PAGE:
Tuesday, May 29, 2007

Job Satisfaction


Ugh.

It's hard to get back to work after a nice weekend. It's even harder after a long weekend.

Had some time to catch up with old friends this weekend, and was surprised at how unhappy said friends were. (Note: they are not in medicine!!) Some are in law, some in business, engineering, biotech, banking. The consensus? Work is a highly overrated, time-consuming activity.

Seriously though, not one person I know works a 40 hour work week. Most people feel like they are stretched to the max. There's a sense of instability because the companies go through mergers ever few months, and the ax falls not too long after each merger. And jobs get lost from the merging but are never refilled. The excess work is just -- "absorbed."

Other common complaints: Managers that are incompetent. Office politics. Job instability. You're never really sure that you will have your job a year from now. Heck, a few months from now. No loyalty from employer to employee, and none the other way around.

Such, apparently, is the working world. From a big business perspective, I guess these changes have to take place to be competitive, but when's enough enough? At some point the employees are going to be stretched too thin, and then how will the next layoff be absorbed? How do companies keep employees? How will society function when a generation of young workers are already counting down the years until retirement?

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There's quite a bit of a generation gap between our cohort and the one before. I'll work extremely hard while at work, but at the end of the day, work is work. Which happens to be part of a bigger picture called life. Which isn't supposed to be all about work. Ya catch the drift?

We've seen members of the previous generation throw themselves completely into their jobs. (not everyone in the previous generation, but you know who I'm talking about...) They lose their identity. Their families evolve without them. Life passes them by. And when they retire, they are at a loss as to who they have become. No hobbies. No relationships. Nothing to look forward too. We don't want to be like them. *stepping off soapbox*

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Are we representative of the larger population?

TNS, a "market information company" performs a yearly study on U.S. job satisfaction. I don't know how they collected their data and how valid their calculations are. But they do the same survery every year for at least the past couple of decades, and the general trend is that there is an overall decrease in job satisfaction. They sample 5,000 U.S. households and got the following information:

% of people satisfied with their jobs: 50%
% of people satified with their >$50,000 job: 52%
% of people satisfied with their <$15,000 job: 45% % of people under 25 years of age satisfied with job: <39%
% of people satisfied with their pay: 33%

% of people who do not see themselves staying in the current job a year from now: 20%

% of people who feel disconnected from their employers: 40%

% of people that do not identify or feel motivated by employ'ers business goals and objectives: 60%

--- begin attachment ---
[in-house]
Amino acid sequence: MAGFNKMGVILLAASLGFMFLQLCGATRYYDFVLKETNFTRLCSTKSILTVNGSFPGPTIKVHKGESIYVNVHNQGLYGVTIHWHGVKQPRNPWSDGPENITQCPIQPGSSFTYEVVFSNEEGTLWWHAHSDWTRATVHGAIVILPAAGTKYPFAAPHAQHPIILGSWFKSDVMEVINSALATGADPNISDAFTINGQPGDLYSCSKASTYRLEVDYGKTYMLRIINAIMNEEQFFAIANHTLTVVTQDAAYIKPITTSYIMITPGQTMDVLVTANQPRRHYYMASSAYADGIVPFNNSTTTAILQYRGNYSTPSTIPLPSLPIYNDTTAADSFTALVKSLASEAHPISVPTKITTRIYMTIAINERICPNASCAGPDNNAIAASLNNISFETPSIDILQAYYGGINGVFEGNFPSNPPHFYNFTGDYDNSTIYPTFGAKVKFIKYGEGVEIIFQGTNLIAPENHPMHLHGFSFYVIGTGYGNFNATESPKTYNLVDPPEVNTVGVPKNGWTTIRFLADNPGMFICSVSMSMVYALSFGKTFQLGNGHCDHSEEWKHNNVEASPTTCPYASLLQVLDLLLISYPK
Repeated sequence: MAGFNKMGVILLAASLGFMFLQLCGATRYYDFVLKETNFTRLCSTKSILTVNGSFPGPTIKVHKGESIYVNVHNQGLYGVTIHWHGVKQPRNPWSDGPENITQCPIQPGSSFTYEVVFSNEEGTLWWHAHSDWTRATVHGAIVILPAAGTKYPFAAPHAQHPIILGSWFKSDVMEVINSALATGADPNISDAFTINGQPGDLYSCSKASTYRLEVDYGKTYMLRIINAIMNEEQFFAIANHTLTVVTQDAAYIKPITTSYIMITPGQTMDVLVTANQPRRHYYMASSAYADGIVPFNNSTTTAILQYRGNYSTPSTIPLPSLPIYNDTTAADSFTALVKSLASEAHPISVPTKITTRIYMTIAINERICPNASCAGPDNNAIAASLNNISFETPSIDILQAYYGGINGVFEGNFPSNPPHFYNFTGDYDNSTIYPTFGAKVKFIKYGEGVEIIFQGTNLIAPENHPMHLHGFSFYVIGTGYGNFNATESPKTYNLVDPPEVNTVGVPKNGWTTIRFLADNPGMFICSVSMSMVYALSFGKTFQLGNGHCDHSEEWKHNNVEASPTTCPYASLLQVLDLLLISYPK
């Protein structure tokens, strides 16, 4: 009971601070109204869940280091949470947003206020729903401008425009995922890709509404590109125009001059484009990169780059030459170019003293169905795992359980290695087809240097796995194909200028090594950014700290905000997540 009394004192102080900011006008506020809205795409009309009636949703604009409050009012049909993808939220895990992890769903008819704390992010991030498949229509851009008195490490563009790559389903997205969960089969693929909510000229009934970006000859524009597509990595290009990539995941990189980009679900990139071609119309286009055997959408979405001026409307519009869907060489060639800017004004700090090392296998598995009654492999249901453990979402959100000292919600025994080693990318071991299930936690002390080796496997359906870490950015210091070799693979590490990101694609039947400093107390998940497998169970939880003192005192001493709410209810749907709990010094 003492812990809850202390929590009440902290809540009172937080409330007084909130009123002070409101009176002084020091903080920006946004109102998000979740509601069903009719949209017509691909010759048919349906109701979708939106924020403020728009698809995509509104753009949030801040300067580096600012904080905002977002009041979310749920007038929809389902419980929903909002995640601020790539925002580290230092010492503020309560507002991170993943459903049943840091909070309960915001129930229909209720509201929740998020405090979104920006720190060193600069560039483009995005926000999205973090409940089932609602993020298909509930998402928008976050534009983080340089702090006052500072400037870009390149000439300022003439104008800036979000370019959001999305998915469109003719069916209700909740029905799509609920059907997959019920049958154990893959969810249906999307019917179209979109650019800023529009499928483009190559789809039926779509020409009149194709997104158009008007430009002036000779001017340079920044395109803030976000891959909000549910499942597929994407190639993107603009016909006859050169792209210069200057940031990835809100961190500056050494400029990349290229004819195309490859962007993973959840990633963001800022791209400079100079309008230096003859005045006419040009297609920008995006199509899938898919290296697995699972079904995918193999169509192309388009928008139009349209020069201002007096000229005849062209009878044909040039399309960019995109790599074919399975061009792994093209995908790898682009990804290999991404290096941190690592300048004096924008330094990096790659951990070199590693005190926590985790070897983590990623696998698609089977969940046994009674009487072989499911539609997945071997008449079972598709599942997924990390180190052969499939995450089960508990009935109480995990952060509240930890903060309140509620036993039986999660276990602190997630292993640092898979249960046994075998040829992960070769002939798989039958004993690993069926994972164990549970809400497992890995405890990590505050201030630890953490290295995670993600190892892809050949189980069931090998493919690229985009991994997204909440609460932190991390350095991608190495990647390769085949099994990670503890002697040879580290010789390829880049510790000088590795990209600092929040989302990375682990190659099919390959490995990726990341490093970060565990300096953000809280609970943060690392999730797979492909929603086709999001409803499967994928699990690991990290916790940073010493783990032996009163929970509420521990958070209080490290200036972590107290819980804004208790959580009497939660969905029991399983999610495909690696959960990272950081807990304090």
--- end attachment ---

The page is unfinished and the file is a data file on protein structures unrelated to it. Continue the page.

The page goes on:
% of people content with workload, work/life balance, communication channels, potential for growth: 36%

Sombering results, my friends. What do you think? Agree? Disagree?

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photo credit

3 Comments:

Blogger Old MD Girl said...

A lot of my classmates hate medical school -- that they should have gone into business because that's where all the money is. Many of them never worked a real job before they came, and they feel that school takes too much time. They think that the 3 month summer job that they had between junior and senior year "counts" as real work. They complain that our 8 week summer vacation is taking FOREVER to arrive. After working in business at the kinds of jobs you described in your post, I just feel really really lucky to have the opportunity to slave away at something I care about. Because if you're going to work that much, it might as well be at least moderately interesting with people who don't repulse you.

I'm beginning to think that working full time 3-4 years at a real job where kids are actually supporting themselves should be required for med school. Maybe I'll dislike what I'm doing when I get to the clinics, but it really. REALLY. Cannot be worse than some of the jobs I've had in the past.

1:04 PM  
Blogger wandering visitor said...

Hi MD girl!
Thanks for posting.

My med school class was more non-traditional with an average age that was older than most. Most people had worked before. I think most really like med school.

For me, it's been a bit disheartening to see a lot of politics within academia - at a level that is NOT apparent to med students. It's no different than at previous jobs, but I guess I had (naively) hoped that an intellectual bastion would be somehow less petty than the business world.

As for the non-medical friends who are in the true business world, their plight is far worse than anything we'll have to go through. I could never do what they do. But hey, just goes to show that we're all different. Whatever floats your boat! :)

2:09 PM  
Anonymous Prudence said...

I like it that you presented the GR as if it's an article in a medical journal. Good work!

6:56 AM  

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